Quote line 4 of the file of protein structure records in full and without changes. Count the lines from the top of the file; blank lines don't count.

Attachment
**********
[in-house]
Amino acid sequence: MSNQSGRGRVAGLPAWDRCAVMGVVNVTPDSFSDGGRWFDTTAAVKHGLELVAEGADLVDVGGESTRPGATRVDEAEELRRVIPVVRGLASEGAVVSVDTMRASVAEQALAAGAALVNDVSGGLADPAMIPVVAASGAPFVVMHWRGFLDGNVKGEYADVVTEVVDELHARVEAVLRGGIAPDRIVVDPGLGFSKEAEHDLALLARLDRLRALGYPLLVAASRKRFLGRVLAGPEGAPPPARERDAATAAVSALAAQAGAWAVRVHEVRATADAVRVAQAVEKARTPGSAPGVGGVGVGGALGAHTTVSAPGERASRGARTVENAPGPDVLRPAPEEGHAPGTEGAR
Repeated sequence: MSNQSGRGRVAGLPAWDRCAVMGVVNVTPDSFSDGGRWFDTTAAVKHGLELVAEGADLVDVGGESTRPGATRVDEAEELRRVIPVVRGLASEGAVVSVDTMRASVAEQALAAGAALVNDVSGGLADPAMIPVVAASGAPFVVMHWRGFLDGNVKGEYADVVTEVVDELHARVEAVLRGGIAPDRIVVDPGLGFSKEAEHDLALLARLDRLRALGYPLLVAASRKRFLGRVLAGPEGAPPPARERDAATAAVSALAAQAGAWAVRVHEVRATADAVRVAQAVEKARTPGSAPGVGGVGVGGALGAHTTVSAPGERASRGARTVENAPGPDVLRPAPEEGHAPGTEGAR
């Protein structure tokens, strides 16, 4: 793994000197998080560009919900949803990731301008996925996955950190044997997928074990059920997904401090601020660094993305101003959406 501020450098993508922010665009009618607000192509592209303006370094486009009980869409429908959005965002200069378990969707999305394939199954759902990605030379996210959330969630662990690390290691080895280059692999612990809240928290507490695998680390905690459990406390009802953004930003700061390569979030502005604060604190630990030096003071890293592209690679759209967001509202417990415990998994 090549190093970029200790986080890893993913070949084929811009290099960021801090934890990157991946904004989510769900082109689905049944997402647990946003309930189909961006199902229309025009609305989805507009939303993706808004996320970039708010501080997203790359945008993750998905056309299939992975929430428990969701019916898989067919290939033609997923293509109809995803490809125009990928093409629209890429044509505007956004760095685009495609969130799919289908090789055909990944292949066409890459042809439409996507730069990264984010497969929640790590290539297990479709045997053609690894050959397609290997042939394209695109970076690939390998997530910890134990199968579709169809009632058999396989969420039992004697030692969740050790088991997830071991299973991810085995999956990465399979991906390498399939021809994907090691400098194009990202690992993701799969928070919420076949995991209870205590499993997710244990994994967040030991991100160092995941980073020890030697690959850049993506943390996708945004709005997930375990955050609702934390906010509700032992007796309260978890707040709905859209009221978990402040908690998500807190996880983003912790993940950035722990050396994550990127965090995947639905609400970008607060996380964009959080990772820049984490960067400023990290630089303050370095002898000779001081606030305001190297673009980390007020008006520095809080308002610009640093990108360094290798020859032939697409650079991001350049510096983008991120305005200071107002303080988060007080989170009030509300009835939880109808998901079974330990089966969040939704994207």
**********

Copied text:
């Protein structure tokens, strides 16, 4: 793994000197998080560009919900949803990731301008996925996955950190044997997928074990059920997904401090601020660094993305101003959406 501020450098993508922010665009009618607000192509592209303006370094486009009980869409429908959005965002200069378990969707999305394939199954759902990605030379996210959330969630662990690390290691080895280059692999612990809240928290507490695998680390905690459990406390009802953004930003700061390569979030502005604060604190630990030096003071890293592209690679759209967001509202417990415990998994 090549190093970029200790986080890893993913070949084929811009290099960021801090934890990157991946904004989510769900082109689905049944997402647990946003309930189909961006199902229309025009609305989805507009939303993706808004996320970039708010501080997203790359945008993750998905056309299939992975929430428990969701019916898989067919290939033609997923293509109809995803490809125009990928093409629209890429044509505007956004760095685009495609969130799919289908090789055909990944292949066409890459042809439409996507730069990264984010497969929640790590290539297990479709045997053609690894050959397609290997042939394209695109970076690939390998997530910890134990199968579709169809009632058999396989969420039992004697030692969740050790088991997830071991299973991810085995999956990465399979991906390498399939021809994907090691400098194009990202690992993701799969928070919420076949995991209870205590499993997710244990994994967040030991991100160092995941980073020890030697690959850049993506943390996708945004709005997930375990955050609702934390906010509700032992007796309260978890707040709905859209009221978990402040908690998500807190996880983003912790993940950035722990050396994550990127965090995947639905609400970008607060996380964009959080990772820049984490960067400023990290630089303050370095002898000779001081606030305001190297673009980390007020008006520095809080308002610009640093990108360094290798020859032939697409650079991001350049510096983008991120305005200071107002303080988060007080989170009030509300009835939880109808998901079974330990089966969040939704994207």